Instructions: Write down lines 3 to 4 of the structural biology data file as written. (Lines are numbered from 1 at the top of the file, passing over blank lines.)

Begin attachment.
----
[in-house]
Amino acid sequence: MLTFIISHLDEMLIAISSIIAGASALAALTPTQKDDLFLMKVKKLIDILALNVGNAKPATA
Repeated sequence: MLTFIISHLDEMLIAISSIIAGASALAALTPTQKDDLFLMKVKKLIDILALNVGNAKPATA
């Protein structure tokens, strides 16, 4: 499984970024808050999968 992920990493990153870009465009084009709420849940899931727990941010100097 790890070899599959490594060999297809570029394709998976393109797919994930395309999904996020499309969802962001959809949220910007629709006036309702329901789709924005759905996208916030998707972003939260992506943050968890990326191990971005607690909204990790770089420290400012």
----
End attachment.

Repeated sequence: MLTFIISHLDEMLIAISSIIAGASALAALTPTQKDDLFLMKVKKLIDILALNVGNAKPATA
């Protein structure tokens, strides 16, 4: 499984970024808050999968 992920990493990153870009465009084009709420849940899931727990941010100097 790890070899599959490594060999297809570029394709998976393109797919994930395309999904996020499309969802962001959809949220910007629709006036309702329901789709924005759905996208916030998707972003939260992506943050968890990326191990971005607690909204990790770089420290400012």